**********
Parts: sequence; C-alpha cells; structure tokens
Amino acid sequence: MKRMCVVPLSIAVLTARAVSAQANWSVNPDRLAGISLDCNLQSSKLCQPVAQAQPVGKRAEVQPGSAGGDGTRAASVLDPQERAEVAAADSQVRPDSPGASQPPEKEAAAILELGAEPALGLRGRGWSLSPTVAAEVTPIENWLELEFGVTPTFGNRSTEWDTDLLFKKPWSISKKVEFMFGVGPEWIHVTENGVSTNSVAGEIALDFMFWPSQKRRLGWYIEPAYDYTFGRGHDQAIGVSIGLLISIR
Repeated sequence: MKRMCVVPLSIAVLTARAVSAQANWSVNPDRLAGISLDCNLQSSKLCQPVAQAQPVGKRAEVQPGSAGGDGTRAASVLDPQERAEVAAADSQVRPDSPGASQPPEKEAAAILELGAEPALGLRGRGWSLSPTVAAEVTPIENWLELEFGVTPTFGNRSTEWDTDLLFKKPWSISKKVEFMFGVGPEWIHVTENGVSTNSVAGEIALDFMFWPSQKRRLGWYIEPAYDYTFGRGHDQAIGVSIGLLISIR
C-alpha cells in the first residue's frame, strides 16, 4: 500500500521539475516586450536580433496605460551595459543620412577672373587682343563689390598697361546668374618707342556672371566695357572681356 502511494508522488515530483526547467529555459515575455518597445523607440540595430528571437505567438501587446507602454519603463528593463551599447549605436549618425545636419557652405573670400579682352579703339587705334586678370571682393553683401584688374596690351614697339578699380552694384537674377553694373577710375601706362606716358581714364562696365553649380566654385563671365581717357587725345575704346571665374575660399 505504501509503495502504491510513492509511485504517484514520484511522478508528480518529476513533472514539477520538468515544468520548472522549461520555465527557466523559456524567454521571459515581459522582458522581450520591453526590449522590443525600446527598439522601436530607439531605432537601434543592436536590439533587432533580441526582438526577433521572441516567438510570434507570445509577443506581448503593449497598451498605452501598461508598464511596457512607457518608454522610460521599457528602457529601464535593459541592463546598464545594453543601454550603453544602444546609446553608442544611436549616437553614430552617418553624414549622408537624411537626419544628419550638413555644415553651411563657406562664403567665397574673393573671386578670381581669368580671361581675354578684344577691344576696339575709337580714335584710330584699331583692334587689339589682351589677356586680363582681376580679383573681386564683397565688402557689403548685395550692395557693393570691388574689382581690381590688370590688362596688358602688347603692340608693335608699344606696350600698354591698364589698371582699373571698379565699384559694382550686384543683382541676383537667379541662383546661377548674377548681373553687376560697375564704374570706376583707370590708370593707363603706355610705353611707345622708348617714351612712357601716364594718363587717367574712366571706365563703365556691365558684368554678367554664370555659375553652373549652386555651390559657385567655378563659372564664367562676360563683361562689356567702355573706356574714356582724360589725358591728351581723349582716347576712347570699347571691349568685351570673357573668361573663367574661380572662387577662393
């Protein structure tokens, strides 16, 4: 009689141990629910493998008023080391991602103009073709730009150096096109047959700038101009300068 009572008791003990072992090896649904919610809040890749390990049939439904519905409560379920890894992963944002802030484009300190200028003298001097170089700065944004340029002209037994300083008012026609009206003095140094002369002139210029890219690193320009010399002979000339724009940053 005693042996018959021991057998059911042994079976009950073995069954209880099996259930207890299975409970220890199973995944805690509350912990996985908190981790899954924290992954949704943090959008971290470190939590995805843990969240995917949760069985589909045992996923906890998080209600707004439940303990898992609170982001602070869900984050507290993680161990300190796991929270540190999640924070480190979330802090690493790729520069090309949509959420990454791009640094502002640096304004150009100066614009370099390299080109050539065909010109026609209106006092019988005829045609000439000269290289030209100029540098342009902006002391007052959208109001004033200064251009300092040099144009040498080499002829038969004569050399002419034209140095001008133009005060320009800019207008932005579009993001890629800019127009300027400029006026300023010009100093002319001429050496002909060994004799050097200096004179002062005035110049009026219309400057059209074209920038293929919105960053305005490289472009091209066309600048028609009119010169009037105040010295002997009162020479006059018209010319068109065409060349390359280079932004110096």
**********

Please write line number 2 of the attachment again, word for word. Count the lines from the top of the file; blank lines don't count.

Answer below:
Amino acid sequence: MKRMCVVPLSIAVLTARAVSAQANWSVNPDRLAGISLDCNLQSSKLCQPVAQAQPVGKRAEVQPGSAGGDGTRAASVLDPQERAEVAAADSQVRPDSPGASQPPEKEAAAILELGAEPALGLRGRGWSLSPTVAAEVTPIENWLELEFGVTPTFGNRSTEWDTDLLFKKPWSISKKVEFMFGVGPEWIHVTENGVSTNSVAGEIALDFMFWPSQKRRLGWYIEPAYDYTFGRGHDQAIGVSIGLLISIR